Profile of demands and tests for the short sprints
by Ola Hansson
Which qualities are required of a 100m sprinter and how are these qualities best tested? I will try to answer these questions at least fragmentarily and at the same time explain why I consider many traditional tests to be rather useless for the sprint trainer.
Profile of demands
As far as I know, the Swedish Athletic Association does not keep any official profiles of demands. In 1996, however, the Association’s journal Friidrott published a profile of requirements for most athletics events together with a series of articles and a one-off supplement concerning training theory. I don’t know who developed it, but the numbers are likely to have been compiled from old East German tables and not prepared by the Association itself.
In the profile of demands for 100m, the results in a number of tests are enumerated. As most of these tests are very close to the real event, the profile does not describe optimal, or even important, qualities for a sprinter. Neither do the test results serve as a guide for talent recruitment of children and teenagers. The actual purpose of the profile is never explicitly stated, but considering the relatively low result level of the test values I understand it as a list of threshold values that a sprinter with perfect technique have to achieve to even have a chance of reaching the goal result of the event itself.
This is the profile of demands for a 100m sprinter with the goal result 10.00 s:
|30m from starting blocks||3.70 s|
|30m from flying start||2.65 s|
|10 bounds from stationary start||38–41 m|
|Half squat||2.8–3.0 x body weight|
The 200m time I consider totally redundant. It’s tells you a comparable result in another, less competitive, sprint event, nothing else.
30m from starting blocks and from flying start are the most common tests for assessing shape during training periods. They are however so similar to the event itself that one could more or less run a full 60m or 100m race instead. That said, they do of course provide some additional and more specific information about acceleration and top speed.
10 bounds on alternating legs is also a common test that I find of questionable value since the bundle of physical qualities that is tested is almost identical to the bundle that is tested in a 100m race. Since the qualities are so similar, the test gives no additional information, and since there are several qualities, no specific information for any particular quality is provided (the main purpose of testing). Besides, I'd say that the technical performance plays a larger role in bounding than in running and because of this, it would actually be more reasonable to use 100m as a test for 10 bounds than the opposite!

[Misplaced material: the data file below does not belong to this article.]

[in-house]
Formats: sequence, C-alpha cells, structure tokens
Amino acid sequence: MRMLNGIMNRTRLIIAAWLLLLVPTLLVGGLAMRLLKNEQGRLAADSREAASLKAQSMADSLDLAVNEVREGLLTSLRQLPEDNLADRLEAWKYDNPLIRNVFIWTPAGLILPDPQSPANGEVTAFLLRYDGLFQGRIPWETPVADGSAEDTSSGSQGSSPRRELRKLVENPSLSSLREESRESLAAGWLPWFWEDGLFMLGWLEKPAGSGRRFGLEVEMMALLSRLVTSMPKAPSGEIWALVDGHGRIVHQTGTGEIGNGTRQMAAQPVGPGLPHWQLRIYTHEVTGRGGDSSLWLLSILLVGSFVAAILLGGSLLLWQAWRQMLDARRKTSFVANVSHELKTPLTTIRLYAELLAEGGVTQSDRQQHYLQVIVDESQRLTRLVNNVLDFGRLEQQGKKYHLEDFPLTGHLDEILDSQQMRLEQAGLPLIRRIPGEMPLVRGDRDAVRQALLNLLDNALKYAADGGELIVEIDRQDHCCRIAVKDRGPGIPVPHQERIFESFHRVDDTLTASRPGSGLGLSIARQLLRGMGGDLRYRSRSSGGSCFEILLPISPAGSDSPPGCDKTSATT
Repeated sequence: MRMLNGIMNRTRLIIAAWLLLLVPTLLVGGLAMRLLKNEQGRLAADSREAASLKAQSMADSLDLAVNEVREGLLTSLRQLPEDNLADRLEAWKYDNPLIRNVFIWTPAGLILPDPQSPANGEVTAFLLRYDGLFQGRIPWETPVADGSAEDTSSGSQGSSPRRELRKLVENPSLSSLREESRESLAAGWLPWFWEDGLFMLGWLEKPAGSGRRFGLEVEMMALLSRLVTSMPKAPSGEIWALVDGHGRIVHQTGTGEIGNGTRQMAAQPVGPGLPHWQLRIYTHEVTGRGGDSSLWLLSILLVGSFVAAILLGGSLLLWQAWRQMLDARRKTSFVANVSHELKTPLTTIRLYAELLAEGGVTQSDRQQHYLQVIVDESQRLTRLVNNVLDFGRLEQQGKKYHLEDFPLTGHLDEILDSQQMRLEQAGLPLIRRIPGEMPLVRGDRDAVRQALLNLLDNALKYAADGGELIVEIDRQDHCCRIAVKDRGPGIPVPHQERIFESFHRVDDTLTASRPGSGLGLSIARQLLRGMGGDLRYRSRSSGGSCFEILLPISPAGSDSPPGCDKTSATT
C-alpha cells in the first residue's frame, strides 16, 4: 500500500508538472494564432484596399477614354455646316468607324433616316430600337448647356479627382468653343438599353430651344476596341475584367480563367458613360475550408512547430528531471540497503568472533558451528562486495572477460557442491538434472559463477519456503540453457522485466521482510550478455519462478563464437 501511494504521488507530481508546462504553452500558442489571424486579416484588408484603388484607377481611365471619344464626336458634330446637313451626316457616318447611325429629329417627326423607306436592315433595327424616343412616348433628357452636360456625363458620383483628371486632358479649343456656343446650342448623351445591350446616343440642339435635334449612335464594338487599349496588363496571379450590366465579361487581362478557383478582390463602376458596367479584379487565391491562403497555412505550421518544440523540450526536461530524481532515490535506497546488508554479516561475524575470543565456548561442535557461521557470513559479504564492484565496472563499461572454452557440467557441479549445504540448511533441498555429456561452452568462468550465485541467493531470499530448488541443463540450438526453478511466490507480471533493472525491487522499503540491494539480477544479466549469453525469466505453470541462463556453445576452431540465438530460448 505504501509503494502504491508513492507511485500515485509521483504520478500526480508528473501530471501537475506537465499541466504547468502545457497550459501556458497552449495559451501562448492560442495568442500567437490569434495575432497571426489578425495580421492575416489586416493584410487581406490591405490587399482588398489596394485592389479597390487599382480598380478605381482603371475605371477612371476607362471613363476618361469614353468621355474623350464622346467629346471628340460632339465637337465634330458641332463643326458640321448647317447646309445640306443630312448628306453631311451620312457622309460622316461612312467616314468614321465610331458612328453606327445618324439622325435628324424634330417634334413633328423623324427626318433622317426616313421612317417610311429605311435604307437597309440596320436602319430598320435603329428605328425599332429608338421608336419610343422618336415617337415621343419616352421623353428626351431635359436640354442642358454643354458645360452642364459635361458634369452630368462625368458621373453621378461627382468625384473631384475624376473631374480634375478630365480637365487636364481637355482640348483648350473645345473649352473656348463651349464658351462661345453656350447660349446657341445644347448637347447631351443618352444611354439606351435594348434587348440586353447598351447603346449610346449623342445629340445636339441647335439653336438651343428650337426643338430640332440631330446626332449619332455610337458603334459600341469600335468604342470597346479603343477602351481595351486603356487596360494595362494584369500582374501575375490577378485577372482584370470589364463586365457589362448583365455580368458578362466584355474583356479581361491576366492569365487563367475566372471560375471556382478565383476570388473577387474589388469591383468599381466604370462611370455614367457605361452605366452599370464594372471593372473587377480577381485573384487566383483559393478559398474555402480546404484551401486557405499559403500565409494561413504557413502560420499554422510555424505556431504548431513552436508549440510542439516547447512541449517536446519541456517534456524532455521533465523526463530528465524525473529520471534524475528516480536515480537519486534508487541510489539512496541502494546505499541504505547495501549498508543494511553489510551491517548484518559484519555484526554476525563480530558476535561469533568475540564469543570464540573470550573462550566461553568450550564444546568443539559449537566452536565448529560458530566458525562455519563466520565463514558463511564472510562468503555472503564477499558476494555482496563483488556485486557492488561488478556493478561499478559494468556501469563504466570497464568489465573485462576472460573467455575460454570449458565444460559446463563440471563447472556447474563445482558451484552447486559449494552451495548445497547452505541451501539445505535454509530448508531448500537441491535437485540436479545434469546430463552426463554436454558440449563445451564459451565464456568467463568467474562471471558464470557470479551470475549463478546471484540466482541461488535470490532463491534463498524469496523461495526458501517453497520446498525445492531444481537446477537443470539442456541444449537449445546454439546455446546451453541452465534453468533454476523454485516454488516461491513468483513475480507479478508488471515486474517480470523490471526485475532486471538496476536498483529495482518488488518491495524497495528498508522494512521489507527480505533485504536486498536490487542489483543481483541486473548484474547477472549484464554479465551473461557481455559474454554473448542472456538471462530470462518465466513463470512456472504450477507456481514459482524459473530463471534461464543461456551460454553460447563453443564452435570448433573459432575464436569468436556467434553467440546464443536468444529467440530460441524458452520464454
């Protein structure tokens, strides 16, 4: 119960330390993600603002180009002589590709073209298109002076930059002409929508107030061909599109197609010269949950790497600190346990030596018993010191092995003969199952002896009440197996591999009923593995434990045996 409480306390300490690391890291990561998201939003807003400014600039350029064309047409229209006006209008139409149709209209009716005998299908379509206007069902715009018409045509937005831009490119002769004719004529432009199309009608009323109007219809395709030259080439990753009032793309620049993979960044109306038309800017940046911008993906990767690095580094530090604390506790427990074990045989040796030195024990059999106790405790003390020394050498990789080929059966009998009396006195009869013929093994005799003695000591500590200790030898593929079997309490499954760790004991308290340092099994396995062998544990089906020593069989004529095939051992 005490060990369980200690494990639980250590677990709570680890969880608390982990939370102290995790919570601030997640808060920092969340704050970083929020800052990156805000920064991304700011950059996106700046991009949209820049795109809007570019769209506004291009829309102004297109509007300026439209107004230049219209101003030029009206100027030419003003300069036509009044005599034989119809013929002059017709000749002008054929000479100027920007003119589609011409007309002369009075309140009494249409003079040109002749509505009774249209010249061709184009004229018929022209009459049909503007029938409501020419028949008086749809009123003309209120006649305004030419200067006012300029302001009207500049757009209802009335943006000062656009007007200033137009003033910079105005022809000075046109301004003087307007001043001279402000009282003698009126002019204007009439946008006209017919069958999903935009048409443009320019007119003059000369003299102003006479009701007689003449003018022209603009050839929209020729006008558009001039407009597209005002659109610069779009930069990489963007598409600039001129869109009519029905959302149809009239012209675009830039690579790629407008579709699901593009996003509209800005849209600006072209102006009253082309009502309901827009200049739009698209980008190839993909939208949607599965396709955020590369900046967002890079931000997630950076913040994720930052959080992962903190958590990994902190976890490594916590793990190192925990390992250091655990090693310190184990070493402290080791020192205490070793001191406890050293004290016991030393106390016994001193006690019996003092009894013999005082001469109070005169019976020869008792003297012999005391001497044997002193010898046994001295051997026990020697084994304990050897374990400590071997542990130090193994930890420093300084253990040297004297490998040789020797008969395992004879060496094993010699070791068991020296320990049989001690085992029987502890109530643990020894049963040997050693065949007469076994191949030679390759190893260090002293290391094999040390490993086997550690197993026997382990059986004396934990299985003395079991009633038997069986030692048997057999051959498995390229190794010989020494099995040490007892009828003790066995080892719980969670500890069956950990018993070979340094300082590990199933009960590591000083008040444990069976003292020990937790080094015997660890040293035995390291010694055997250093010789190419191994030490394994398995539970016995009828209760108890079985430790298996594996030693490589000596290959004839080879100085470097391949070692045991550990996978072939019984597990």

Remaining then is the half squat. To lift 3 times your body weight seems like a legitimate lower limit if you are to be able to run 100m in 10.00. A typical sprinter of this calibre is likely to lift more than that, but if you lift less, 10.00 is probably beyond the limits of your physical potential.
The optimal sprinter
A profile of demands does not necessarily have to consist of merely a list of test results. One can also regard a profile of demands as an answer to the question: which are the most significant qualities required for an event? So which qualities should an optimal short sprinter possess? Here are my reflections and some suggestions.
Certain qualities are so obviously desirable and general for a large number of sports that they barely need mention. High testosterone levels to support a large amount of muscle mass as well as a low body fat percentage is one example; a strong immune defence that allows many and extended periods of continuous training is, together with an efficient nervous system, two others.
For the list of the optimal qualities I limit myself to those qualities that are less obvious, and particularly to those specific for 100m and not necessarily shared by other explosive sports of apparently the same character.
Antrophometry and physiological qualities
Nevertheless I will start out with a few thoughts about a quality I regard as trivial at most – height. It is worth mentioning since it is of great importance in so many other sports.
If a male 100m-sprinter is 1.60 or 2.00 m tall does not seem to matter for performances on elite level. Due to greater relative strength a short sprinter can start and accelerate somewhat faster, due to longer lever arms a tall sprinter can reach somewhat higher top speed. But when the distance is precisely 100m, the pros and cons seem to even out surprisingly well. After Usain Bolt’s fantastic feats in Beijing, there have of course been speculations about an evolution towards increasingly taller sprinters, but I believe future sprinters will remain a vertically varied crowd of pretty much the same average height as the rest of the population. Since qualities of an altogether other kind are much more significant than height and these qualities generally are normally distributed within the population – consisting of many more people of average height than of very short or very tall – the typical sprinter will remain at average height.